about the project.
On View: May 8 – October 5, 2015
Arts Celebration — August 15th 2-5pm
Located next to the Sunset Park Recreational Center
44th St & 7th Ave, Brooklyn
Open during park hours
sound installation plays intermittently throughout the day
Sari Carel worked with Sunset Park’s stewards to gather data on the park’s local fauna; She collected field recordings of these native species and created a richly layered soundscape for the installation. The piece is played from speakers embedded in the sculpture, and park visitors are invited to engage with both sound and sculpture.
The project’s sculptural element forms a small architectural environment, acting as a focal point and physical marker for the presence of the less material sound piece. Made out of several free-standing wood elements, this grouping draws on a Modernist vocabulary, using forms that are anchored in a utilitarian past, but also depart from that. The forms echo the grid lines of the city, and create a drawing in space, conversing with the emblematic image of the Manhattan skyline visible from Sunset Park.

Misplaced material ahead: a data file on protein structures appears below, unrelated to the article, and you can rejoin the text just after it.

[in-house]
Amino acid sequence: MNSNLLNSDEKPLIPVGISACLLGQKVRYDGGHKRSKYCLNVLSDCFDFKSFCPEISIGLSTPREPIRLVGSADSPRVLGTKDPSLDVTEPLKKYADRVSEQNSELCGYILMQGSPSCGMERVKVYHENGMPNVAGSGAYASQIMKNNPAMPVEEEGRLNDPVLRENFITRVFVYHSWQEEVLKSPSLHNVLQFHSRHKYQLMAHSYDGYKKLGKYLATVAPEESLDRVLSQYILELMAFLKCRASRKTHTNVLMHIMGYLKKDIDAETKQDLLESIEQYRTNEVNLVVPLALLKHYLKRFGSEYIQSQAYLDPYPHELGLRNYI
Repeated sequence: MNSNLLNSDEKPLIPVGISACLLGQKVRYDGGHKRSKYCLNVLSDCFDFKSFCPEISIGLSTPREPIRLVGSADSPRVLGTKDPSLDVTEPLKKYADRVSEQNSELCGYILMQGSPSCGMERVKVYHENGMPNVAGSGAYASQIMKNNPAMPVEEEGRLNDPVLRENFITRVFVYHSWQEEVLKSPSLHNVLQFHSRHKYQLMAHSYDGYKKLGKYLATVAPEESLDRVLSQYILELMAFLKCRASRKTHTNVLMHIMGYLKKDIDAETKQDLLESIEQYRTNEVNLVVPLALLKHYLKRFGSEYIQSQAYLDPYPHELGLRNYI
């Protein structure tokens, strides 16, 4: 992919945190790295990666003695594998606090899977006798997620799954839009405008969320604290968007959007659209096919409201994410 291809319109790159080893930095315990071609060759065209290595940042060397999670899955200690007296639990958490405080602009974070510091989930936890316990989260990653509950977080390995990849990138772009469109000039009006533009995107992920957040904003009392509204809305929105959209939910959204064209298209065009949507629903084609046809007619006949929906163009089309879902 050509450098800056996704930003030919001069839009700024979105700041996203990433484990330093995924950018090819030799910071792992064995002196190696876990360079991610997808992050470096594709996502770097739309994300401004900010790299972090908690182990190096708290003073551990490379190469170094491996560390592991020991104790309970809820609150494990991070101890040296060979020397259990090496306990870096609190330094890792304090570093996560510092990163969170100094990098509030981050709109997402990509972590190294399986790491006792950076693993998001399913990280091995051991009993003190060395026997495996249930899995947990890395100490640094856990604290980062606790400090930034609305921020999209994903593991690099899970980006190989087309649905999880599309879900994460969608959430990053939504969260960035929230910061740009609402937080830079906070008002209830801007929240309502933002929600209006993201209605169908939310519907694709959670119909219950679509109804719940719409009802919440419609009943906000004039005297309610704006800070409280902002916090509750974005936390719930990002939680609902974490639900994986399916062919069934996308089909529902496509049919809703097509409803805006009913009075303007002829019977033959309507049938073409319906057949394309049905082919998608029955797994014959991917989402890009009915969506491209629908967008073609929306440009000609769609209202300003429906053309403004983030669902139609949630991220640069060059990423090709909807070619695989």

Borrowed Light is part of Carel’s continued investigation into alternative relationships between sound, image and audience. More importantly, Borrowed Light gives participants an opportunity to form a personal experience with an art piece and get a palpable sense of the creative process as both a private and public practice. The project’s main goal is to open the creative process and give participants a hands-on experience of the playfulness and enhanced receptivity that are at the core of art making but are rarely discussed in arts classes or museum tours.